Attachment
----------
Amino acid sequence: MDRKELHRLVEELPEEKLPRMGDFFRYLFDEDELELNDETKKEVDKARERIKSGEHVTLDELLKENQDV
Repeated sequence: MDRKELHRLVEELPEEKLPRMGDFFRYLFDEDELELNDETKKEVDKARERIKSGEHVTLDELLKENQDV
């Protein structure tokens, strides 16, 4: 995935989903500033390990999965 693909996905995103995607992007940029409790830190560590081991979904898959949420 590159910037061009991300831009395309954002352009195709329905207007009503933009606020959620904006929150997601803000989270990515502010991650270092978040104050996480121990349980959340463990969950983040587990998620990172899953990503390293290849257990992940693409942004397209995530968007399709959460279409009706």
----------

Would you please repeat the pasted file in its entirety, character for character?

Amino acid sequence: MDRKELHRLVEELPEEKLPRMGDFFRYLFDEDELELNDETKKEVDKARERIKSGEHVTLDELLKENQDV
Repeated sequence: MDRKELHRLVEELPEEKLPRMGDFFRYLFDEDELELNDETKKEVDKARERIKSGEHVTLDELLKENQDV
């Protein structure tokens, strides 16, 4: 995935989903500033390990999965 693909996905995103995607992007940029409790830190560590081991979904898959949420 590159910037061009991300831009395309954002352009195709329905207007009503933009606020959620904006929150997601803000989270990515502010991650270092978040104050996480121990349980959340463990969950983040587990998620990172899953990503390293290849257990992940693409942004397209995530968007399709959460279409009706």